Traditional Marketing vs. Digital Marketing

This post is the second in a four-part blog series. Be sure to check out part one, three, and four for more information on why hospital marketers must transition from traditional marketing campaigns and embrace digital marketing. This post discusses the value of digital marketing campaigns vis-à-vis traditional marketing campaigns.

The Digital World Has Arrived!

If you are still not convinced of the importance of digital marketing in a healthcare environment, take a look at these statistics:

  • 72 percent of internet users say they looked online for health information within the past year (September 2012 survey).
  • 8 percent of patients say digital services play an important role when choosing a physician.
  • 2 percent of 25-34-year-olds say they would like their physician to offer online scheduling.
  • 8 percent of all patients said they would like to view their test results and diagnosis online.

The digital world has arrived and even your patients and non-patients are embracing it.

Traditional Marketing Campaigns: Why They No Longer Work

Many marketers that have moved away from traditional campaigns to digital marketing will tell you that traditional marketing campaigns do not work.When asked why, they cite reasons that include:

  • Many campaigns have no call to action.
  • If they have a call to action, it is not appropriately timed.
  • If they have a call to action and the recipient wants to respond, it requires him/her to stop what they are doing and use another communication channel (e.g., send a postcard/email or make a call), making for an awkward, disconnected process.
  • Most direct mail campaigns contain a general message that is not tailored to a specific audience.
  • Most direct mail campaigns are “spray and pray blasts”; that is, you mail to as many recipients as your budget allows without regard for targeting.
  • Most hospitals do not measure the success of direct mail campaigns and if they are measured, you can only count “hand raisers,” which provides no way to qualify leads.
  • It is impossible to attribute revenue to a specific direct mail campaign.

The following table summarizes these differences and compares them with digital marketing.

digital healthcare marketing

With healthcare revenues declining, management is cutting administrative costs and realizing they can no longer afford to keep a marketing department that is nothing more than overhead.

Marketing teams in hospitals in the U.S. are visible and must justify their experience by demonstrating what incremental revenues their campaigns generate.

Making the Move

Are you now convinced of the need for a digital marketing strategy? Here’s where to start.

Like all marketing activities, you start with the plan — a Digital Marketing Campaign Brief. The campaign brief details what you plan to do and why. This includes identifying your target markets and your key performance indicators — the metrics you will use to determine the success of each campaign. It also defines the campaign tactics — what activities you are planning and what is the call to action.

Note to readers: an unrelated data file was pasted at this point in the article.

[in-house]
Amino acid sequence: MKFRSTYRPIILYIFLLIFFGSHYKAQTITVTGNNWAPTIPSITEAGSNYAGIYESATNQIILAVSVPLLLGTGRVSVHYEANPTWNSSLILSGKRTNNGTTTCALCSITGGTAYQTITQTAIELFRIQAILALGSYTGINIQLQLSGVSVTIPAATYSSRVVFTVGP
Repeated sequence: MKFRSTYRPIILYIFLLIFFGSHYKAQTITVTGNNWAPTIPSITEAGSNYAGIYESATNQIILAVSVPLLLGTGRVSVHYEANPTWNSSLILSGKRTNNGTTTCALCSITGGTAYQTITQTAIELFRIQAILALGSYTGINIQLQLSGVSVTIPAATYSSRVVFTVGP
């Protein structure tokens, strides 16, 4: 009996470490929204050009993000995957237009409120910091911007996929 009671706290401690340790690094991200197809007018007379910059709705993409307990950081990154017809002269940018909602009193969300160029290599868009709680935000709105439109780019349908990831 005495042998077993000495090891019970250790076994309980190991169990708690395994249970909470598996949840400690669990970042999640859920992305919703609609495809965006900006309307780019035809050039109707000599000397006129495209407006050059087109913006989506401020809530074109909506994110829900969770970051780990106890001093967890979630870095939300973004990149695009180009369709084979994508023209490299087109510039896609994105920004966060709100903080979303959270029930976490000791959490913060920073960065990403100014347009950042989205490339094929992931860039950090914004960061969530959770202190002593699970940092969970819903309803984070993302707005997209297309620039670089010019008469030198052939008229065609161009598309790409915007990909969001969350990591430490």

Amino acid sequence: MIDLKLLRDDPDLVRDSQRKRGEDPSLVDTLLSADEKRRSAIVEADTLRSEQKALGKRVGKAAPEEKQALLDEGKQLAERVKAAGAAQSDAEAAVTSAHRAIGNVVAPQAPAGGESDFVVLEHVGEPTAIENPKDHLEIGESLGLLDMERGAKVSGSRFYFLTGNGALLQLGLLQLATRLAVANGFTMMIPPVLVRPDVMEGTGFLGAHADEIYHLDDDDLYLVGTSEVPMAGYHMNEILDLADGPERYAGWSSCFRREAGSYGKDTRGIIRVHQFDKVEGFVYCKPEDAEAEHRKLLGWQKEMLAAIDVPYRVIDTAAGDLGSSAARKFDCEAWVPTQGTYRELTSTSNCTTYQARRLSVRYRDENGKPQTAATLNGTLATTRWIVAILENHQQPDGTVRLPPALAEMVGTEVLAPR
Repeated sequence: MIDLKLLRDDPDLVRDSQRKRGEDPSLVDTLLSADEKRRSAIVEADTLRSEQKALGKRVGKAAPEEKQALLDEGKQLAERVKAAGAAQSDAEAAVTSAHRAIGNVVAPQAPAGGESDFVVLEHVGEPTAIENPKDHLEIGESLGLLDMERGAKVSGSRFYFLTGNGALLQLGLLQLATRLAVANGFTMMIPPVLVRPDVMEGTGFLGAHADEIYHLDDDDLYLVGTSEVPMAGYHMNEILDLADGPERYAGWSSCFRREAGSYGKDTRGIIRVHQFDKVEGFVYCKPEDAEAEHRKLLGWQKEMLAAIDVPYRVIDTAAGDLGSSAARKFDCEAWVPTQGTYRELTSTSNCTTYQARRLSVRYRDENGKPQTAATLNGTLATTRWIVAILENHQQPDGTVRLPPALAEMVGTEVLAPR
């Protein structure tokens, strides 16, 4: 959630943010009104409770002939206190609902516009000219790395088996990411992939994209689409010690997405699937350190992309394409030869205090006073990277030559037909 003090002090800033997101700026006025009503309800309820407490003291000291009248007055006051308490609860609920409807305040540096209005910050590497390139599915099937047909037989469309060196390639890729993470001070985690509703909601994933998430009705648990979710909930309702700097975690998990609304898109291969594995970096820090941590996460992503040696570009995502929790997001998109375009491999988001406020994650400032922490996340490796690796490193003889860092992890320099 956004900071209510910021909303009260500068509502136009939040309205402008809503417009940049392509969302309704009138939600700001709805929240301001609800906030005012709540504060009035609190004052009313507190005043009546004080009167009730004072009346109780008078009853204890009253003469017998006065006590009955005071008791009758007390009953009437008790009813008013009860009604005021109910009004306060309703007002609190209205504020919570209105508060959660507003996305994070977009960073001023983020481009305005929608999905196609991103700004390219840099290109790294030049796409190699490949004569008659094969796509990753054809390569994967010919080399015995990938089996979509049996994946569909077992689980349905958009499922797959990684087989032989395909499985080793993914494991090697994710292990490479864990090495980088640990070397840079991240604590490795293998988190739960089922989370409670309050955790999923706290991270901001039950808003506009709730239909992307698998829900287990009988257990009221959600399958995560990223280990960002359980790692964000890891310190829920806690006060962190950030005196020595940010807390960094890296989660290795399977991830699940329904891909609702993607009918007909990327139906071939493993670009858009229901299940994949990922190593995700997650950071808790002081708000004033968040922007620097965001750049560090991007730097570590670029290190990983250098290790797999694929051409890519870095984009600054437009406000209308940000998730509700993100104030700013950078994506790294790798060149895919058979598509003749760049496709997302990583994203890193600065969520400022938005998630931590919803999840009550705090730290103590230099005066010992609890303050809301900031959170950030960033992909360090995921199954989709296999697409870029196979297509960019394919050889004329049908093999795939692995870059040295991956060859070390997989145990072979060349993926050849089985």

Key sections within the Digital Marketing Campaign Brief include:

Targeting and segmentation

  • It is always advisable to transition to digital marketing in phases, and that starts with who you plan to target. To that end, look to your Service Line Directors to identify service lines to target, e.g., plastic surgery, geriatrics, etc.
  • You will also want to segment your target lists; separating patients from non-patients is a good first step. Identify small segments to test and adjust as you go.

Call to action

  • For every marketing action you take, you want to offer something of value to the consumer. We call these “calls to action.” A call to action can and should be different for every campaign, included in every part of a campaign, and must consider the stage the consumer is at in the marketing funnel.

Marketing content

  • Many calls to action will deliver content, whether it is an article on a specific topic, a brochure, a data sheet on the service, a newsletter, a case study, etc. Once you have identified the content assets you need to support your digital campaign plan, inventory what you currently have and put a plan in place to develop the remaining content.

Identify and track metrics

  • For each campaign, it is critical that you identify the metrics to track success up front and understand that these metrics will be different for each campaign type. The types of metrics you assign to a particular campaign will also change over time as your team and the campaigns mature.

Next Steps

For many healthcare marketers, it can be tough to simply abandon the tactics we know and love. However, digital opens up opportunities to better target our audience and by combining traditional and digital tactics, we can create a more effective overall strategy.

Improve Patient Engagement With Digital Marketing

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Gary Druckenmiller

Gary Druckenmiller

Gary Druckenmiller, Jr. is Vice President, Customer Success at Evariant. He functions as lead strategist, digital marketing thought leader and C-level executive sponsor for all of Evariant’s enterprise clients, primarily focused on advising health system leadership of opportunistic methods to improve their digital presence and interactive growth potential. Prior to Evariant, Gary served as Vice-President for Harte-Hanks, responsible for healthcare digital strategy and deliverables including multi-channel campaigns, paid digital media, social media, CRM and analytics. Gary has been with Evariant for 8 years and can be heard often on the hospital marketing speaking circuit. Gary has a bachelor’s degree in marketing from Bentley University.
Gary Druckenmiller